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Debate reignited over foreign workers




James Stevenson


Two Chinese temporary workers died in an accident at an oilsands construction site in Alberta. The investigation is still going on and we don't know yet if the health and safety training and procedures were legitimate.

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Red Deer Advocate

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The deaths of two Chinese workers at an oilsands construction site in Northern Alberta has reignited a debate over Canada's temporary foreign worker program.

Energy company Canadian Natural Resources Ltd. (TSX:CNQ) confirmed Wednesday that the victims were Chinese employees who had been brought over by an unnamed Canadian contractor. Four others who were injured are also from China. Gil MCGowan, president of the Alberta Federation of Labour, said questions surrounding the accident's cause are "more urgent" due to the involvement of foreign workers.

He called on both the Alberta and federal governments to broaden their investigation to include a look at whether the temporary foreign worker program can be at all blamed in the deaths.

"For example, did these workers receive adequate health and safety training before they started working on a Canadian worksite?" McGowan asked. "Were there issues related to language and communication that played a role?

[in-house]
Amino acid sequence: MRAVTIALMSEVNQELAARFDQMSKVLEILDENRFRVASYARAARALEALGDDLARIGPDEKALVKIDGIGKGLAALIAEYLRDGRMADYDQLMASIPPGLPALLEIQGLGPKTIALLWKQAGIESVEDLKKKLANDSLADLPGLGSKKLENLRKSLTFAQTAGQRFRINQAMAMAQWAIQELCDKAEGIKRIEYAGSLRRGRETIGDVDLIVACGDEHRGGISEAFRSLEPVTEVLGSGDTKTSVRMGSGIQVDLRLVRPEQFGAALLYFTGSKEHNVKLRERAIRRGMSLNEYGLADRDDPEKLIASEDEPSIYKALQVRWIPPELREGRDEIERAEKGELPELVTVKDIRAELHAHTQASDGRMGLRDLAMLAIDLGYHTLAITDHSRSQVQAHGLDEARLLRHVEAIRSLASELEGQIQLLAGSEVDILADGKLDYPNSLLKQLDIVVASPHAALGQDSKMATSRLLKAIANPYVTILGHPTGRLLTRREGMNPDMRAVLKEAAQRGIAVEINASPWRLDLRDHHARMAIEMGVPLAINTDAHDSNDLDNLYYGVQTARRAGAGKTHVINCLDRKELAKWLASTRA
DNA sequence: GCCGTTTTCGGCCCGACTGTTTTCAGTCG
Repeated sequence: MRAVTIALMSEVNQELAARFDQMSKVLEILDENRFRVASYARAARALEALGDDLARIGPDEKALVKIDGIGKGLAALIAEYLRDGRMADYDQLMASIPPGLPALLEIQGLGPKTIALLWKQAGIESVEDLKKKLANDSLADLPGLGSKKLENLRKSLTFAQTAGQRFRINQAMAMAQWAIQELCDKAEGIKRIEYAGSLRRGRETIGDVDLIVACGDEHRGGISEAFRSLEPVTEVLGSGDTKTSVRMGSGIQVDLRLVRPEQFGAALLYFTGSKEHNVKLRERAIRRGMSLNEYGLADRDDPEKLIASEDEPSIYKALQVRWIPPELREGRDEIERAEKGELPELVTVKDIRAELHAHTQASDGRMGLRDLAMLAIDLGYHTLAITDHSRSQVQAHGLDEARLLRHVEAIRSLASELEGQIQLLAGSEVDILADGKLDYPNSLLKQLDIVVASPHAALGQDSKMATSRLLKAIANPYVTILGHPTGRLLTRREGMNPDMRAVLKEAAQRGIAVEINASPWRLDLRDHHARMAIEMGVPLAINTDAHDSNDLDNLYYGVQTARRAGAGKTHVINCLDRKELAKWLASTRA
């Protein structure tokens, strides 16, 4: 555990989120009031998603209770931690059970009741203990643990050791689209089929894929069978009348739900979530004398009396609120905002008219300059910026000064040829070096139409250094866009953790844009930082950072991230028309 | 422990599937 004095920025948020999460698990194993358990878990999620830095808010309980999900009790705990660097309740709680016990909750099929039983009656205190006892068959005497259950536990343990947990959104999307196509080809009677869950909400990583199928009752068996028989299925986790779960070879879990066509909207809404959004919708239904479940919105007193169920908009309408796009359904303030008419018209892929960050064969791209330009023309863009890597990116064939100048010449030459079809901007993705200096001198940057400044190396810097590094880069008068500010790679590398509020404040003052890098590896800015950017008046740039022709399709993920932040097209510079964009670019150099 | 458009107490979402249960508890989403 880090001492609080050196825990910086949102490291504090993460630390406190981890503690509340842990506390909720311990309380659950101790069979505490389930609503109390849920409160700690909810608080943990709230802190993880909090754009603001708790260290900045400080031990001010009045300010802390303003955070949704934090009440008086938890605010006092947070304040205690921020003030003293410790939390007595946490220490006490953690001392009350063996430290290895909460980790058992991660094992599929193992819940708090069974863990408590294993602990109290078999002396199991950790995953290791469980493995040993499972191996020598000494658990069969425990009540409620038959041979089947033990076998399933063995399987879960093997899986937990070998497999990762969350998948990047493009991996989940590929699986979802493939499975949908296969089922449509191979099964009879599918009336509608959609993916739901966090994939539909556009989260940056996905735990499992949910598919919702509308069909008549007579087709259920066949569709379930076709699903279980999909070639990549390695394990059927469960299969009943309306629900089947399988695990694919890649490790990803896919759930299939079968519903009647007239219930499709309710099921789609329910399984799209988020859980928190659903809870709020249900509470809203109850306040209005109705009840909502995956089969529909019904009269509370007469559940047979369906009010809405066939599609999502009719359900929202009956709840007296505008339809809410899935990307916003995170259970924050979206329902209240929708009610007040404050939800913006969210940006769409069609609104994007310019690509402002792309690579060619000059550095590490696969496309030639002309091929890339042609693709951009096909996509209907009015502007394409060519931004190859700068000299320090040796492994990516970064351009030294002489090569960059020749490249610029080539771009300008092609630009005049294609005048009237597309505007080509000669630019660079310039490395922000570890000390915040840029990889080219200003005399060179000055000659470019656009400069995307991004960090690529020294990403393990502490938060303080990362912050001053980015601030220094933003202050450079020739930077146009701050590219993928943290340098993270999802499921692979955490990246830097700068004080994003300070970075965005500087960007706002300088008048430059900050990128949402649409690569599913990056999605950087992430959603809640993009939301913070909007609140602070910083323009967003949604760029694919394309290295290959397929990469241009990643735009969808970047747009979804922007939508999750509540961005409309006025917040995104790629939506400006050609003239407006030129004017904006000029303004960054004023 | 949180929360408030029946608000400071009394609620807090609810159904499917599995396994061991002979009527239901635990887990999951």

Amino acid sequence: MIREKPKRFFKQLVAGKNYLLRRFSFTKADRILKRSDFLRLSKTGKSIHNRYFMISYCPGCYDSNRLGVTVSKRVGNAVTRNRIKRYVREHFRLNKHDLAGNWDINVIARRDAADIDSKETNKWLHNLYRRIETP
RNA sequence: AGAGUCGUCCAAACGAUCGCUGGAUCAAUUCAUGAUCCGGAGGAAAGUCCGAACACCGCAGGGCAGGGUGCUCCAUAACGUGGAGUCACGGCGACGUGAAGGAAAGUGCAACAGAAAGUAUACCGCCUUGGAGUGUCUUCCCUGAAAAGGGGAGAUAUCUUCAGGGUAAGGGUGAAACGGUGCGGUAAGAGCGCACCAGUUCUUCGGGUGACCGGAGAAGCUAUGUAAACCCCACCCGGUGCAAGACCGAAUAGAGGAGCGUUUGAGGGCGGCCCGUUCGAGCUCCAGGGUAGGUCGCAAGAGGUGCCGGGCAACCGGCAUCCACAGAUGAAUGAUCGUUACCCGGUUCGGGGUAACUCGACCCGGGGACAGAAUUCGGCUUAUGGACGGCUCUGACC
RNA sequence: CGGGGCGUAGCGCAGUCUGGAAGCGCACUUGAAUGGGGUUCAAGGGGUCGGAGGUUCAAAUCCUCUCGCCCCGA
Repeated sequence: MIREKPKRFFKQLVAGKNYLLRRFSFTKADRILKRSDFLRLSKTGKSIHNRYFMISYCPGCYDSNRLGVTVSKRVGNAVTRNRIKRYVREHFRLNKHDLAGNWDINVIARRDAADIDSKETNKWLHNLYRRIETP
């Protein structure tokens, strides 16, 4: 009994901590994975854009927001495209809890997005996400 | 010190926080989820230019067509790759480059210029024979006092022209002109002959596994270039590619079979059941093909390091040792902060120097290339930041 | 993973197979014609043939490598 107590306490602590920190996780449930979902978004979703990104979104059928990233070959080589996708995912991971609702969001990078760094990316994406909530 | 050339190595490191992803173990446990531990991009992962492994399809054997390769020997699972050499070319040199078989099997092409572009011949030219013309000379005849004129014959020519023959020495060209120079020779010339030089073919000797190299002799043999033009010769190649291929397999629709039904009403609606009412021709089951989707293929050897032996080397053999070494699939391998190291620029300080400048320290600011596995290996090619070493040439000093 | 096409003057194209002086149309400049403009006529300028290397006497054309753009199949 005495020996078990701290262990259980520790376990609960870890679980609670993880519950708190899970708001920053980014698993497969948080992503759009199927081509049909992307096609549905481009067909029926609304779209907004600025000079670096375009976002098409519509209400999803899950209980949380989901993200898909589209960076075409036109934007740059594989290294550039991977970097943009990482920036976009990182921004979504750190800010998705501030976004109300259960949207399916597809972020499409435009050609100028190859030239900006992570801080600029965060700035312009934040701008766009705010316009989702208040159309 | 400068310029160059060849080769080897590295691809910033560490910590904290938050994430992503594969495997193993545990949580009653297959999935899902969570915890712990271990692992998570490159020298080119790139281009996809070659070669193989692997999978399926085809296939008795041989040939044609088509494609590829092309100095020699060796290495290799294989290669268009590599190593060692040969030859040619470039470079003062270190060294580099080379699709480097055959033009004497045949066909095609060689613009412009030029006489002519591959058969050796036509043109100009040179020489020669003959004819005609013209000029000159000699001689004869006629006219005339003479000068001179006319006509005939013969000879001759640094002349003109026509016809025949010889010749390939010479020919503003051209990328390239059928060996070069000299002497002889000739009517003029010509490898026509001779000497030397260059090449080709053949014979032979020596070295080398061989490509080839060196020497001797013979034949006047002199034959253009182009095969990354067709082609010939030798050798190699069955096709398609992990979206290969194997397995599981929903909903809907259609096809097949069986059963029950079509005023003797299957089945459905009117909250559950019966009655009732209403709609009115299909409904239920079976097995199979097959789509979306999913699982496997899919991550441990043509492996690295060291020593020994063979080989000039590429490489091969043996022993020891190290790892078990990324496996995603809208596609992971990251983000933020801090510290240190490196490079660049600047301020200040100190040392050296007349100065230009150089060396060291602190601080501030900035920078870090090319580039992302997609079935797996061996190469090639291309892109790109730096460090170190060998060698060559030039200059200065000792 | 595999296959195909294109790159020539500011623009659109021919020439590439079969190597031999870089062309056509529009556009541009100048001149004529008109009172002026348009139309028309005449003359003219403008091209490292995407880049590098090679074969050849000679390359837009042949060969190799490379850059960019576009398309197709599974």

"these are questions that aren't always addressed in ordinary health and safety investigations, but given the nature of this particular workplace accident, we think the investigative authorities need to leave no stone unturned."

The workers died Tuesday when the roof collapsed on a massive oil container being built as part o Canadian Natural's $10.8-billion Horizon oilsands project north of Fort McMurray, Alta.

Two of the injured wew released from hospital within 24 hours, while the other two were transferred to a facility in Edmonton.

Real Doucet, the company's senior vice-president of oilsands, said it's unlikely that their nationality had anything to do with the accident.

"The way we see it here, when people come on site there are very, very strict rules, very strict regulations and standards thant Canadian Natural has imposed on all its contractors on site."

Doucet also said that all workers - no matter where they come from - have to be certified and fully competentbefore being allowed to work.

But alberta Liberal employment critic Bruce Miller said better protection and improved monitoring of workplace conditions for temporary foreign workers are still needed.

"We have a duty to protect the people who come to ALberta through this program," he said.

Miller also suggested that foreign workers who do face unsafe working conditions may find it difficult to complain due to restrictive work visas.

The tank farm where the accident occurred is now under a stop-work order and five investigatorsfrom Alberta's Occupational Health and Safety Department were at the scene.

Doucet said winds that were gusting upwards of 30 km/h around the time of the accident may have played a role.

"That's propably what the investigation will determine - whether wind was the cause or not. We don't know what the cause is at this time."

The tank farm is not a critical part of the Horizon project, but the long-term implications of the accident remain unclear, he added.

"it all depends on the investigation. We definitely want to do a very thorough root-cause analysis and we want to do also lessons-learned out of this. Definitely it is something that we take very, very seriously."


Alberta, foreign workers, oilsands, accident, safety

Economic sectors

Oil and gas well drilling and related workers and services operators

Geographical focuses